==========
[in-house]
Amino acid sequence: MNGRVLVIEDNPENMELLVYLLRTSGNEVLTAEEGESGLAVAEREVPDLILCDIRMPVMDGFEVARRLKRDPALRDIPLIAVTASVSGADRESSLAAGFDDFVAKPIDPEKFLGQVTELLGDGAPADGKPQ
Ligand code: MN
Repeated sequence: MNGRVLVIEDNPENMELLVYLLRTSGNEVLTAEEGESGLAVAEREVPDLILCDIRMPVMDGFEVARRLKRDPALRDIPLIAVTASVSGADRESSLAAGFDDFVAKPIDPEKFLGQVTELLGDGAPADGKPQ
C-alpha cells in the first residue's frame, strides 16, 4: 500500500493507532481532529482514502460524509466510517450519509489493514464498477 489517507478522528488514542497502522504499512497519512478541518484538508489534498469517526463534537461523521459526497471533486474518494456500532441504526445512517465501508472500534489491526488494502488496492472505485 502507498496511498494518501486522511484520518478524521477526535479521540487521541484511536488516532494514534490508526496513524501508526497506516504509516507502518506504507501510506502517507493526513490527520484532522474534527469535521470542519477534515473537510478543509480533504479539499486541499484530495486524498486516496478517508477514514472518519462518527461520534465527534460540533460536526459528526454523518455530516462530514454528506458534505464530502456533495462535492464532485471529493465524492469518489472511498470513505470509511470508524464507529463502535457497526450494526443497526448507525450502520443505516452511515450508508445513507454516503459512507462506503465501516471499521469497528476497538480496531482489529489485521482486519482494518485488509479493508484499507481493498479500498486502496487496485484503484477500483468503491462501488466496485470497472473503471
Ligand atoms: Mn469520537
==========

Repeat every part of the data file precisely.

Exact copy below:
[in-house]
Amino acid sequence: MNGRVLVIEDNPENMELLVYLLRTSGNEVLTAEEGESGLAVAEREVPDLILCDIRMPVMDGFEVARRLKRDPALRDIPLIAVTASVSGADRESSLAAGFDDFVAKPIDPEKFLGQVTELLGDGAPADGKPQ
Ligand code: MN
Repeated sequence: MNGRVLVIEDNPENMELLVYLLRTSGNEVLTAEEGESGLAVAEREVPDLILCDIRMPVMDGFEVARRLKRDPALRDIPLIAVTASVSGADRESSLAAGFDDFVAKPIDPEKFLGQVTELLGDGAPADGKPQ
C-alpha cells in the first residue's frame, strides 16, 4: 500500500493507532481532529482514502460524509466510517450519509489493514464498477 489517507478522528488514542497502522504499512497519512478541518484538508489534498469517526463534537461523521459526497471533486474518494456500532441504526445512517465501508472500534489491526488494502488496492472505485 502507498496511498494518501486522511484520518478524521477526535479521540487521541484511536488516532494514534490508526496513524501508526497506516504509516507502518506504507501510506502517507493526513490527520484532522474534527469535521470542519477534515473537510478543509480533504479539499486541499484530495486524498486516496478517508477514514472518519462518527461520534465527534460540533460536526459528526454523518455530516462530514454528506458534505464530502456533495462535492464532485471529493465524492469518489472511498470513505470509511470508524464507529463502535457497526450494526443497526448507525450502520443505516452511515450508508445513507454516503459512507462506503465501516471499521469497528476497538480496531482489529489485521482486519482494518485488509479493508484499507481493498479500498486502496487496485484503484477500483468503491462501488466496485470497472473503471
Ligand atoms: Mn469520537